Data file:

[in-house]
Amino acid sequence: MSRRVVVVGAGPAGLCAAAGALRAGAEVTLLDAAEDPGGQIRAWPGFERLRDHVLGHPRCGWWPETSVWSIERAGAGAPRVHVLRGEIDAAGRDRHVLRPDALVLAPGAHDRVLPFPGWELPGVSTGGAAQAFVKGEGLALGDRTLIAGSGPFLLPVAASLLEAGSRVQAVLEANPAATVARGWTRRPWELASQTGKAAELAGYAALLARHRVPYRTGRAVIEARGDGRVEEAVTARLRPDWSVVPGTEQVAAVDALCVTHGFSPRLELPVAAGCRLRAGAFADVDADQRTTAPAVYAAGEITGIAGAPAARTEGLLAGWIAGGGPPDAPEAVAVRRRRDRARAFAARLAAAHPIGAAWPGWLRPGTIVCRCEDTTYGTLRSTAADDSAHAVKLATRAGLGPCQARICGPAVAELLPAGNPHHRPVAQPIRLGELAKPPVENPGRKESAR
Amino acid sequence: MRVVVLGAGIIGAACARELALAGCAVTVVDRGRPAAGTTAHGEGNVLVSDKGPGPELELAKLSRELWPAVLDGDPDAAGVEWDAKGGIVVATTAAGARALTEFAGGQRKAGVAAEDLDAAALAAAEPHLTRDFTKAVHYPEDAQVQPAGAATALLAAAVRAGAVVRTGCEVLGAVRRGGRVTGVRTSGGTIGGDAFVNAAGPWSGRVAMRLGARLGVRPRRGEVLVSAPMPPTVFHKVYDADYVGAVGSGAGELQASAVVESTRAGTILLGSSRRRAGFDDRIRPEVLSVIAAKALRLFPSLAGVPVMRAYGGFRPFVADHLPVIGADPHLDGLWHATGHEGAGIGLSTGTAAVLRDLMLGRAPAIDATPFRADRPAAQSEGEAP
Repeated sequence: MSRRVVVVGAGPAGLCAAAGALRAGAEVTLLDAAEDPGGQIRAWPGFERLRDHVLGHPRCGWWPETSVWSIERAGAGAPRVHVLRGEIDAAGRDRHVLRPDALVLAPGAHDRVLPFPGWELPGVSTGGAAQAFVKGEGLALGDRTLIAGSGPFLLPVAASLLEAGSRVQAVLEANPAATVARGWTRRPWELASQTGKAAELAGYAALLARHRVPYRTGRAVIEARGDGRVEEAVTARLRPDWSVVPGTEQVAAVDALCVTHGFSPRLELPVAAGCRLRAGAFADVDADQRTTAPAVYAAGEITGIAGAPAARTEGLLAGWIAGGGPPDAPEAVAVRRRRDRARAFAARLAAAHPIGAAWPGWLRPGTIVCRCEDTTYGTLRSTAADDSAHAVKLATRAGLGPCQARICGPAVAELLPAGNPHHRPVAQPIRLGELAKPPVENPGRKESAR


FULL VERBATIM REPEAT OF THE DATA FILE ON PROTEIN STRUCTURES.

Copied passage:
[in-house]
Amino acid sequence: MSRRVVVVGAGPAGLCAAAGALRAGAEVTLLDAAEDPGGQIRAWPGFERLRDHVLGHPRCGWWPETSVWSIERAGAGAPRVHVLRGEIDAAGRDRHVLRPDALVLAPGAHDRVLPFPGWELPGVSTGGAAQAFVKGEGLALGDRTLIAGSGPFLLPVAASLLEAGSRVQAVLEANPAATVARGWTRRPWELASQTGKAAELAGYAALLARHRVPYRTGRAVIEARGDGRVEEAVTARLRPDWSVVPGTEQVAAVDALCVTHGFSPRLELPVAAGCRLRAGAFADVDADQRTTAPAVYAAGEITGIAGAPAARTEGLLAGWIAGGGPPDAPEAVAVRRRRDRARAFAARLAAAHPIGAAWPGWLRPGTIVCRCEDTTYGTLRSTAADDSAHAVKLATRAGLGPCQARICGPAVAELLPAGNPHHRPVAQPIRLGELAKPPVENPGRKESAR
Amino acid sequence: MRVVVLGAGIIGAACARELALAGCAVTVVDRGRPAAGTTAHGEGNVLVSDKGPGPELELAKLSRELWPAVLDGDPDAAGVEWDAKGGIVVATTAAGARALTEFAGGQRKAGVAAEDLDAAALAAAEPHLTRDFTKAVHYPEDAQVQPAGAATALLAAAVRAGAVVRTGCEVLGAVRRGGRVTGVRTSGGTIGGDAFVNAAGPWSGRVAMRLGARLGVRPRRGEVLVSAPMPPTVFHKVYDADYVGAVGSGAGELQASAVVESTRAGTILLGSSRRRAGFDDRIRPEVLSVIAAKALRLFPSLAGVPVMRAYGGFRPFVADHLPVIGADPHLDGLWHATGHEGAGIGLSTGTAAVLRDLMLGRAPAIDATPFRADRPAAQSEGEAP
Repeated sequence: MSRRVVVVGAGPAGLCAAAGALRAGAEVTLLDAAEDPGGQIRAWPGFERLRDHVLGHPRCGWWPETSVWSIERAGAGAPRVHVLRGEIDAAGRDRHVLRPDALVLAPGAHDRVLPFPGWELPGVSTGGAAQAFVKGEGLALGDRTLIAGSGPFLLPVAASLLEAGSRVQAVLEANPAATVARGWTRRPWELASQTGKAAELAGYAALLARHRVPYRTGRAVIEARGDGRVEEAVTARLRPDWSVVPGTEQVAAVDALCVTHGFSPRLELPVAAGCRLRAGAFADVDADQRTTAPAVYAAGEITGIAGAPAARTEGLLAGWIAGGGPPDAPEAVAVRRRRDRARAFAARLAAAHPIGAAWPGWLRPGTIVCRCEDTTYGTLRSTAADDSAHAVKLATRAGLGPCQARICGPAVAELLPAGNPHHRPVAQPIRLGELAKPPVENPGRKESAR